Monday, 2 May 2011

All Quiet on the Eastern Front

This w/e I have been mainly decorating, only popping out for the first couple of hours of the day to try and see something interesting. Today, as yesterday, I started at the old rifle range Kingsdown for a bit of sea watching. Now I am the first to admit that my prowess at this activity is not high and anything very distant just has to be ignored. Still if you don’t try......
As I walked to the southern end of the rifle range to take up my position the resident male kestrel flew past and landed on the cliff face not too far away. Most of the time he just sat there preening though he did have the odd glance in my direction as I clicked away with the camera. At one point he spotted something on the cliff face (an insect I assume) because he picked something up before resuming his ablutions.

Sea watching was a bit slow and in the hour I was there 10 scoter, 8 gannet, 1 pomarine skua, 7 barwits, a very distant diver and 2 equally distant terns went past. This was a similar mix to yesterday where in 2 hrs I had 3 gannets, 5 poms, 1 other skua sp, 2 divers (black throated?) and 26 Sandwich terns. Plus of course countless distant things!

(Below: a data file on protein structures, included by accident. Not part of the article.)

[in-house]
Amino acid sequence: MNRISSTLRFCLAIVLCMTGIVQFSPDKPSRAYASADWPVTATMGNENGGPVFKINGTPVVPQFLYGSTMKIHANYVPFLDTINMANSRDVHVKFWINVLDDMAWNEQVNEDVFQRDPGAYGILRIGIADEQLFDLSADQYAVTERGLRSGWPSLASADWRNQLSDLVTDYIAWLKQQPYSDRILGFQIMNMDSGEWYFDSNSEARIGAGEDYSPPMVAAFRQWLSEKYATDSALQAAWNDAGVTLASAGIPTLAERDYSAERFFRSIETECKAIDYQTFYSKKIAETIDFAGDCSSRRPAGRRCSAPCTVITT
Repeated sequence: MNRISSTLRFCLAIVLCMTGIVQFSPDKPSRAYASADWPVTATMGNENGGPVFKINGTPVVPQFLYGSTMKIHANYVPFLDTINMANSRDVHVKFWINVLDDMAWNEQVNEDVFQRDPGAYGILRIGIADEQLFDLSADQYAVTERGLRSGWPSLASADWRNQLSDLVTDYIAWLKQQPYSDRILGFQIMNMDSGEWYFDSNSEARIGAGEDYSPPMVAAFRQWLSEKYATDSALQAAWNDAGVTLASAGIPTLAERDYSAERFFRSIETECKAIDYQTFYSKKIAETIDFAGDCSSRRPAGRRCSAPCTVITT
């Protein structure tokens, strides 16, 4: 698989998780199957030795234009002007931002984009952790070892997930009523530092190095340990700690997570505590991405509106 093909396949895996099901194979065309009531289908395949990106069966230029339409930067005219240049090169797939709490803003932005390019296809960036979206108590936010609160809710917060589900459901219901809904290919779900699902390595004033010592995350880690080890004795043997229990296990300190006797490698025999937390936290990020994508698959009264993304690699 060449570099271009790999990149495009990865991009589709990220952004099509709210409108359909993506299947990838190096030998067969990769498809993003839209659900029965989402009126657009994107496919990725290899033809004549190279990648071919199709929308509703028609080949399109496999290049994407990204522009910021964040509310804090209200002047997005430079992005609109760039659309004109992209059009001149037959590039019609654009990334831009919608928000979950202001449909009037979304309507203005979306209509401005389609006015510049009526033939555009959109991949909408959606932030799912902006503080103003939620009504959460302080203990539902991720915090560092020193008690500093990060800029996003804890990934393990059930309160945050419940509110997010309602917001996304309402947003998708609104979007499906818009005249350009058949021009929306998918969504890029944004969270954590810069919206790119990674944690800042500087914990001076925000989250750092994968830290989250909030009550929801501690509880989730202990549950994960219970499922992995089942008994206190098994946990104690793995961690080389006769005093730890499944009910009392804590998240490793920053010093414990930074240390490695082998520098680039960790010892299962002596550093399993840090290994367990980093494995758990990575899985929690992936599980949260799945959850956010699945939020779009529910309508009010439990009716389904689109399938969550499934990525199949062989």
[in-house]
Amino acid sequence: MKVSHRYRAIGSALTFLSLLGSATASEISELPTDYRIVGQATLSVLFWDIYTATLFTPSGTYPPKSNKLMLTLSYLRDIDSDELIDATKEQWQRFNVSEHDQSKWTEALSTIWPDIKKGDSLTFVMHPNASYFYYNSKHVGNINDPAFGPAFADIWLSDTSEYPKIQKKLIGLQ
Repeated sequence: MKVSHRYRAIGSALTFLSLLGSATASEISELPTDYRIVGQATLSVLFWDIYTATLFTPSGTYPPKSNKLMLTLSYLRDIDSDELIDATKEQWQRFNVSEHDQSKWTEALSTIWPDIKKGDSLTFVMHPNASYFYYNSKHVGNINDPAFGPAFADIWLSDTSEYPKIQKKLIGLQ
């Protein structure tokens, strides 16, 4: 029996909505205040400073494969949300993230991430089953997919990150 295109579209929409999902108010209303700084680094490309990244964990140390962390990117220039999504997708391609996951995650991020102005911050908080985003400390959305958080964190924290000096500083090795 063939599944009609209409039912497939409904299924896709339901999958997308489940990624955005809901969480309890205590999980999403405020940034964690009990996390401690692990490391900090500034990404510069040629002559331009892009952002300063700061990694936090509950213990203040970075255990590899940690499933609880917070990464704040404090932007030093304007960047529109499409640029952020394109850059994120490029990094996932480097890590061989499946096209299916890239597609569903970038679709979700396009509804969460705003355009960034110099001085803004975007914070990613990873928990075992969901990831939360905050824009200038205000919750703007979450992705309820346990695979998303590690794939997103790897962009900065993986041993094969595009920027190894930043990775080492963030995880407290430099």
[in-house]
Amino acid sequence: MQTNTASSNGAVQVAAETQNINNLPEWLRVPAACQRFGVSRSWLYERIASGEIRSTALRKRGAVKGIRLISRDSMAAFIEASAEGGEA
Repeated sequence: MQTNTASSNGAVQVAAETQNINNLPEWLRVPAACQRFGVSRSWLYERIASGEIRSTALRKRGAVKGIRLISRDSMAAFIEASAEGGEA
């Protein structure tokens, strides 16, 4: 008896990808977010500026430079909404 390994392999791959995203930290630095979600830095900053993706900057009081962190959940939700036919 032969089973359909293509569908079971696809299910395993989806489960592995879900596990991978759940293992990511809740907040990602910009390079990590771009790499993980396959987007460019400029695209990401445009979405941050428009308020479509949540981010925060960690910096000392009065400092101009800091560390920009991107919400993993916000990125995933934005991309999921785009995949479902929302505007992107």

I then went to Sandwich and sat around at Restharrow. Pretty quiet really. The Canada goose and oyster catcher are still “sitting”,  a dunlin flew off just after I arrived and 2 common sandpipers were active, chasing each other around between feeding on just about every bit of bank there was. This mobility was useful because it allowed both in-flight and well as static shots to be taken.

Common Sandpiper
I did pop into the Obs to see what I had missed over the last couple of days and the list was considerable! Wood sandpiper and Temminck’s stint on Worth marsh (on the RSPB bit viewable from the Pinnock Wall), a Montagu’s harrier (this was reported on Birdguides but it seems this one was a ring-tail, not the male of the previous few days) and a purple heron up on the 100 Acre Field. Not a bad set really – c’est la vie.

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